I also heard Mark acknowledge yesterday that the threats on our children and on our communities are too big for one battleship, even with those massive 16 inch guns. We need more big guns. More boots on the ground. More investors willing to equip solutions driven organizations like ours with the resources needed to defeat family homelessness. Mark said in the documentary taping yesterday that Solutions for Change has the vision, the model and the plan that people in every community in America want and need. Mark concluded with these words: “This is what people have been searching for, to be part of a purpose driven movement that solves the problem. I hear people around me expressing a sense of relief that this is finally the right battle plan with the right attitudes and the right generals. All that is needed now are more people to get involved who want to solve this thing."

November 3, 2010

San Diego's Winter Shelter Merry-Go-Round

Will San Diego ever get unstuck from the containment trap that it has crafted around itself? Containing the impacts of homelessness and managing its symptoms using shelters and other temporary services hasn't worked, can't work...will never work. Spin it, shake it, bake it any way you want but until you abandon the old battle plan all you'll have is a spiffy system of controlling and managing the impacts of homelessness. You'll never break free. Hint #1: Government can't fix hurting people or rebuild broken lives. Hint #2: Move your community capital around a vision of defeating the impacts of homelessness...stop being wimpy. Stop meeting and planning and meeting and planning and meeting and....Just solve it baby.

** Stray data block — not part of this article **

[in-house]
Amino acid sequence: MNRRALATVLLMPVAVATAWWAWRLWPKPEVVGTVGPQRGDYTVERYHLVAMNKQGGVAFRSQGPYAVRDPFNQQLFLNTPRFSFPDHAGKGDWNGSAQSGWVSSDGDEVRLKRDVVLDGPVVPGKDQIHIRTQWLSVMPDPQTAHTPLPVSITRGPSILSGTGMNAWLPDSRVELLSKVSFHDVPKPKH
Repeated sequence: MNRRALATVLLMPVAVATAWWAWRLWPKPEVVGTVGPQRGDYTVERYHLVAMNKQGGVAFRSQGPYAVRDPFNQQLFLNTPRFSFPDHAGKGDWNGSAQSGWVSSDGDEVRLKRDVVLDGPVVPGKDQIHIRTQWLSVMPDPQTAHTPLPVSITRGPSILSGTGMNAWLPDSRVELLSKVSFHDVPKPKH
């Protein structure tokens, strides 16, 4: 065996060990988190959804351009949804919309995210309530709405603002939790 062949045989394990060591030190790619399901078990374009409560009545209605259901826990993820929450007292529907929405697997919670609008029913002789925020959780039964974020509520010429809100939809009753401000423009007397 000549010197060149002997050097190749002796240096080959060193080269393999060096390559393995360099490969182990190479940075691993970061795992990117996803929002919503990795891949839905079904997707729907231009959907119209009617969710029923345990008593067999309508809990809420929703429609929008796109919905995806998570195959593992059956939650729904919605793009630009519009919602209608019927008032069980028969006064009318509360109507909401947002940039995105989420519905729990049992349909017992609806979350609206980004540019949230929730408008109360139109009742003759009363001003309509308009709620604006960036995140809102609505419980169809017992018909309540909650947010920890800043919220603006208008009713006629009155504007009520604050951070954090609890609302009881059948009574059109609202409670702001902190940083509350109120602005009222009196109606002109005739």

October 2, 2010

Hey dude, are you Tri-Morbid?

Tri-Morbid. How aweful sounding. That's the new description for a homeless person who has a lot of issues. If you've been reading the Union Tribune lately you've seen the controversy. Here are some random thoughts in response to a recent story about the survey that was conducted which classified 118 homeless people tri-morbid.

The impacts of homelessness on the community of San Diego and its people can be defeated, but these impacts are gaining momentum and are stronger now than ever. Not because of a shortage of money, or people that care, or because you don’t have enough shelter beds or feeding programs. And certainly not because you’ve performed or not performed the best surveys ever….The impacts of homelessness on the great city of San Diego are crushing you all because you continue to use a battle plan that simply CAN NOT win. It’s a battle plan designed at its core to FAIL. It’s a battle plan based on serving instead of solving, on managing impacts instead of addressing the causes of those impacts.

In a simple nutshell (very simple) you are getting your collective asses handed to you because you are deploying massive amounts of community capital using the WRONG intervention and engagement strategy directed at the WRONG subgroup of homeless. The intervention and engagement strategy for a homeless mentally ill person is entirely different than the intervention and engagement strategy for an active addict which is completely different than the plan for someone who lost their home and job due to the recession.

There are communities across the nation that are aligning their resources, money, people and leadership around winnable battle plans. Before San Diego can solve its homeless problem you will have to change attitudes. There are two camps: the help the homeless camp and the don’t help the homeless camp. I would recommend that you start working on developing a third camp. It’s the camp where the other two camps can join in and work together towards one unified goal: defeat the impacts of homelessness. Solve it for the homeless AND solve it for the community. Stop doing one at the expense of the other.

September 25, 2010

Stand Up!

It's coming and its coming big! 21 days from today hundreds of people from all over Southern California come together to stand up to the impacts of homelessness on America's children. Countdown to the Finding Our Way Home Benefit Concert with Christopher Cross starts right now. Are you in? Buy now!